Brett Edkins: China's Undocumented Migrant Problem

Roundup: Media's Take

[Brett Edkins is a J.D. candidate at Yale University.]

This week, the United States and China will resume a dialogue on human rights after a two-year hiatus. The talks come at an especially sensitive time in U.S.-China relations, with both nations eager to press the reset button. Discussion is expected to center on Chinese censorship and the imprisonment of political dissidents and civic activists. But the usually one-sided discussion could be shaped by both nations' struggle with a less high-profile human rights issue: the treatment of undocumented migrants.

The United States could begin by conceding one of China's principal arguments: Human rights are not just about individual liberty, but also economic opportunity. The Chinese "economic miracle," which lifted 500 million people out of poverty in just one generation, is itself an unprecedented human rights achievement. Yet it gave rise to other pressing human rights concerns, including an issue that threatens to destabilize China's Communist regime—growing discrimination against the roughly 200 million Chinese citizens who left their rural homes to find jobs in China's booming cities.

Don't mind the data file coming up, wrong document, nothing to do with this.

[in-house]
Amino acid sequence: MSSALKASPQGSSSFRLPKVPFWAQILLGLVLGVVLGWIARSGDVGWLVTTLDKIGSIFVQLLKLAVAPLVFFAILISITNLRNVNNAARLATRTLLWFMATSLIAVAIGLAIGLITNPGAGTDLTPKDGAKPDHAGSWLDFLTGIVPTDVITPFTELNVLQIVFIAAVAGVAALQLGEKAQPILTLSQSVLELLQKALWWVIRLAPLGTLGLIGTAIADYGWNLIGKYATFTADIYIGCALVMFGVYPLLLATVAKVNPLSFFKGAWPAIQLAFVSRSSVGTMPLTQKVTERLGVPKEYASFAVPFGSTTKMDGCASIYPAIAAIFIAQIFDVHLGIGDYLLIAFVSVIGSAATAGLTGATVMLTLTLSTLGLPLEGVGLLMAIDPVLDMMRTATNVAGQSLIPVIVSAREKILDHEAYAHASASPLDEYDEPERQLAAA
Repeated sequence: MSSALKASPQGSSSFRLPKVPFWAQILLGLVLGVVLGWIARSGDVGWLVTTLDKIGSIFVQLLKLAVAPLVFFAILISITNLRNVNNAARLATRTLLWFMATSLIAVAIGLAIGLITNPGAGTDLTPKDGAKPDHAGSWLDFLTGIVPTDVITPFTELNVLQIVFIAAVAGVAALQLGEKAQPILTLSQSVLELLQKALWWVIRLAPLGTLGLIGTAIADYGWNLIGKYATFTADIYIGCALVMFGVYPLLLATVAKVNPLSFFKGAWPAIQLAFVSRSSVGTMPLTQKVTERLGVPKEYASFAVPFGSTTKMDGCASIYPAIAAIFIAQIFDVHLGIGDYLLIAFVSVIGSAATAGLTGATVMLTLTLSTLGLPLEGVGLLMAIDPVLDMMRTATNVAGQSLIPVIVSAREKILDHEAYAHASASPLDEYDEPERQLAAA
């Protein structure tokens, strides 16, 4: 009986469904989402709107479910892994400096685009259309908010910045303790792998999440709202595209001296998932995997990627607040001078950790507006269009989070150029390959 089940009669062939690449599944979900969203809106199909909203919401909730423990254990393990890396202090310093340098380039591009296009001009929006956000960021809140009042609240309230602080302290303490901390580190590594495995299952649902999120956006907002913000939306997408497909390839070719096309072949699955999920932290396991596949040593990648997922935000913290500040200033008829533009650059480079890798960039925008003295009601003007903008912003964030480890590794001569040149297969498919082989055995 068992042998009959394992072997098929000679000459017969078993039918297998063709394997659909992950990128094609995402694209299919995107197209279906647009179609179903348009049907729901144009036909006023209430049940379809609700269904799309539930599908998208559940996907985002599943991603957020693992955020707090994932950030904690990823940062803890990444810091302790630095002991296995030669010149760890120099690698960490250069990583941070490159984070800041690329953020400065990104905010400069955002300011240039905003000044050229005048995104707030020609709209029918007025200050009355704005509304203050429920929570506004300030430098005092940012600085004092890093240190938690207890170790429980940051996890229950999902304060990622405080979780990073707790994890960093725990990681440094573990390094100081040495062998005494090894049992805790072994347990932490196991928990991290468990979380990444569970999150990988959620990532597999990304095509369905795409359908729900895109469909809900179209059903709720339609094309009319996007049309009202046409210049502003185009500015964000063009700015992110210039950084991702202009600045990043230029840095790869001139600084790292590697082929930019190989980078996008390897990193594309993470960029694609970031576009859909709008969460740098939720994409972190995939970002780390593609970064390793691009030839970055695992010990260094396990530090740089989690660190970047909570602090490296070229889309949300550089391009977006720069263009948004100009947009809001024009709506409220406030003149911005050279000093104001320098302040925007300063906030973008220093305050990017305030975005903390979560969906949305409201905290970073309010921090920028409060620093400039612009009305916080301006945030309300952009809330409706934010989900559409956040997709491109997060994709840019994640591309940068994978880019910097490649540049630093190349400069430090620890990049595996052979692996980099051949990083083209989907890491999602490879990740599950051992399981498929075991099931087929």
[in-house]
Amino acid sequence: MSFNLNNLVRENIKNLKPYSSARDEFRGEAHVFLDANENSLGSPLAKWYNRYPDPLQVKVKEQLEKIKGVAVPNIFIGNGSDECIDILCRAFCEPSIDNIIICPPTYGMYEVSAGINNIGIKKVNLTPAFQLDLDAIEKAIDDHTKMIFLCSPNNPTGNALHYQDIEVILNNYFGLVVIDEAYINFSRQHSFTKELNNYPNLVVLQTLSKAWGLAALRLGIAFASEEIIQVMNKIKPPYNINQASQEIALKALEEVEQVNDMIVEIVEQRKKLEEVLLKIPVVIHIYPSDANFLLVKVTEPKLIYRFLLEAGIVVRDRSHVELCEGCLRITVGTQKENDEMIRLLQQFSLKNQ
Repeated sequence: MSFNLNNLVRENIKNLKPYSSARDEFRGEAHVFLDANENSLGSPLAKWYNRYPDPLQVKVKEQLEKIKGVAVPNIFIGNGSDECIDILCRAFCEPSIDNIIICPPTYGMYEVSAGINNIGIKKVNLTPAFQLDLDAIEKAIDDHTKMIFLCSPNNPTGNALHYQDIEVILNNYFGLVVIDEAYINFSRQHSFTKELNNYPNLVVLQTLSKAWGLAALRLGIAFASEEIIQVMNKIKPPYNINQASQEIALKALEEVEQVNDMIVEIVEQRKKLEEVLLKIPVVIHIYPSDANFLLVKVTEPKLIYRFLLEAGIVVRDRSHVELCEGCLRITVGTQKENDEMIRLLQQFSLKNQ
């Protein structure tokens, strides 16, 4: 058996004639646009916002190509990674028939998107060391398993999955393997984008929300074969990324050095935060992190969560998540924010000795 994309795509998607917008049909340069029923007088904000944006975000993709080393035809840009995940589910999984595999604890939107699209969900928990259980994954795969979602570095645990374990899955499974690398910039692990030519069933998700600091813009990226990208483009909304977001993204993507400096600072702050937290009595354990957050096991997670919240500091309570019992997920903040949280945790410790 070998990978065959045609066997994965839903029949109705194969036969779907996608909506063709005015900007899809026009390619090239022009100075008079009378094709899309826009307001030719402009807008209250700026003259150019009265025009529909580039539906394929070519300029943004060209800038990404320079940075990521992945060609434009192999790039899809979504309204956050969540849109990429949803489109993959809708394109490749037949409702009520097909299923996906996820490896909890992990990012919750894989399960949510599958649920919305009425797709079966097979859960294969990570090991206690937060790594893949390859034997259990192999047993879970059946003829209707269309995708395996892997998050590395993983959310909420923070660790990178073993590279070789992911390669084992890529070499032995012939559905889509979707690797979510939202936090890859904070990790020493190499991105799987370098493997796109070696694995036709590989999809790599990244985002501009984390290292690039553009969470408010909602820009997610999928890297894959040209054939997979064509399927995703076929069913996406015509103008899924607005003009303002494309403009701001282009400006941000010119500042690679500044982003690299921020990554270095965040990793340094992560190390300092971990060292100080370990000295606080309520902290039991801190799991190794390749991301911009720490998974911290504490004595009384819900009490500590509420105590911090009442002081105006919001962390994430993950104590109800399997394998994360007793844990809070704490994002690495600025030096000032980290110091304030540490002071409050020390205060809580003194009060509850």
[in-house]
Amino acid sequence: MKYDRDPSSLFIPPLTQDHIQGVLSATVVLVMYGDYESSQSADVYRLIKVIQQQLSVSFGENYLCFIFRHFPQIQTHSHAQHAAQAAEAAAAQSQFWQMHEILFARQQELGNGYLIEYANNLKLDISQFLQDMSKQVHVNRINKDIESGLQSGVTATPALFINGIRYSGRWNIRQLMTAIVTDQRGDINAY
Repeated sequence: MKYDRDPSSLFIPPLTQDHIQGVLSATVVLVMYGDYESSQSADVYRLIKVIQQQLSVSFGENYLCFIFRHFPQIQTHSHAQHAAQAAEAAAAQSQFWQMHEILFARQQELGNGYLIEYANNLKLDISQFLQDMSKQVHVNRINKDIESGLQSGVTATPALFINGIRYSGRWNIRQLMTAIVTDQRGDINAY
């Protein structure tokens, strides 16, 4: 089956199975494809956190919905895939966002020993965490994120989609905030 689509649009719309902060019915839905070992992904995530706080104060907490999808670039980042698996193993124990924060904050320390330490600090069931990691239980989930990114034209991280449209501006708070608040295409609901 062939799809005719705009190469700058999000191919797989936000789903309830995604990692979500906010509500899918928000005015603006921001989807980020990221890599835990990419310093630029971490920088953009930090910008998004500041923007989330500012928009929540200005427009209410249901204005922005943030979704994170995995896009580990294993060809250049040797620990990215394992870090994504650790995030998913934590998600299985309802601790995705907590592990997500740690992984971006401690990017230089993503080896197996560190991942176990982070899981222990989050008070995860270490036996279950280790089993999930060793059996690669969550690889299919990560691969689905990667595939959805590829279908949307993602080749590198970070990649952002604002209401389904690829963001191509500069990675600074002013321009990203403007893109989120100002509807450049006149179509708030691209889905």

In many ways, these rural migrants resemble undocumented immigrants in the United States. In China, they provide indispensible labor for vast urban construction projects and work in menial jobs as guards, waiters, cooks, or barbers. They are often mistreated by employers, generally live in poor conditions, and receive few social benefits and limited protection from the police. And their children are regularly denied public education.

Chinese newspapers, "Netizens," and even Communist officials are calling for reforms. Their main target is China's 50-year-old household registration, or hukou, system. Began as part of China's state-run economy, the hukou system labels individuals as "rural" or "urban," indicating their proper place of residence and binding laborers to the land. Today, rural residents are permitted to travel to the cities, but they can still be fined or forcibly returned home if they are caught working or living outside their designated hukou. Obtaining a temporary urban-residency permit from the police is beyond the means of most migrants, requiring a fee and employment documentation. Permanently changing one's hukou by attending university or joining the military or the Communist Party is similarly out of reach....
Read entire article at Slate.com

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